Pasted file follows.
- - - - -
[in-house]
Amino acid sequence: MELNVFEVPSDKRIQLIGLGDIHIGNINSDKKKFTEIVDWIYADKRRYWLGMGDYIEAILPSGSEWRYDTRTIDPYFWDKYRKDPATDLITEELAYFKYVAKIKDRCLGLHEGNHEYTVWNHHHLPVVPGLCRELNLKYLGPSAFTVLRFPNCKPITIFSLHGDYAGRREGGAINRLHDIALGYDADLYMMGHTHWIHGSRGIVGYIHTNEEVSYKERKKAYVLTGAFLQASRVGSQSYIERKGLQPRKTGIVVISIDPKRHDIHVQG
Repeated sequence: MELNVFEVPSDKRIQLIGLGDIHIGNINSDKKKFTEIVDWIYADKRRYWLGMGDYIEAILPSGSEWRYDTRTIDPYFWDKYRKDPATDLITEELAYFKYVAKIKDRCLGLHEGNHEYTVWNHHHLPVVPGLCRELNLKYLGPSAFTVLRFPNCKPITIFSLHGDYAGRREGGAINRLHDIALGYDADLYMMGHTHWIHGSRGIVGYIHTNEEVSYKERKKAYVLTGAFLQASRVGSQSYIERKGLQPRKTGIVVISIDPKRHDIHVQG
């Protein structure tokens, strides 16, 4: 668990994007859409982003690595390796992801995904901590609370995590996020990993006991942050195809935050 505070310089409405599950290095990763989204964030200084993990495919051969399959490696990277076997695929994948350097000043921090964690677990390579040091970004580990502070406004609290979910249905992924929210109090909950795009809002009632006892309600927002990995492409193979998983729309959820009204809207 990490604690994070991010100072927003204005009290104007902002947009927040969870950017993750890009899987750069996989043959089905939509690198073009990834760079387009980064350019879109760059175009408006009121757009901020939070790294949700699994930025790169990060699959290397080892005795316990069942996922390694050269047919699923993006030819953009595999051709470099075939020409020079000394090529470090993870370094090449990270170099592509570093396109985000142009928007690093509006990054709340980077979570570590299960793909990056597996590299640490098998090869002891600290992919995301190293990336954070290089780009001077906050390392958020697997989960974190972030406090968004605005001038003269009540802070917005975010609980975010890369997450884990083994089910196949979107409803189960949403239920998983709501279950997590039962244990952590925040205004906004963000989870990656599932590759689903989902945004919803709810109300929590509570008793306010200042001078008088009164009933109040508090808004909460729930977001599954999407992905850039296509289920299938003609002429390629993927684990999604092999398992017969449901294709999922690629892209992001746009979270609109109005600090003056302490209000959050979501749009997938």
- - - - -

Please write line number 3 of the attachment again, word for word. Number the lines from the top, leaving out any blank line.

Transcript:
Repeated sequence: MELNVFEVPSDKRIQLIGLGDIHIGNINSDKKKFTEIVDWIYADKRRYWLGMGDYIEAILPSGSEWRYDTRTIDPYFWDKYRKDPATDLITEELAYFKYVAKIKDRCLGLHEGNHEYTVWNHHHLPVVPGLCRELNLKYLGPSAFTVLRFPNCKPITIFSLHGDYAGRREGGAINRLHDIALGYDADLYMMGHTHWIHGSRGIVGYIHTNEEVSYKERKKAYVLTGAFLQASRVGSQSYIERKGLQPRKTGIVVISIDPKRHDIHVQG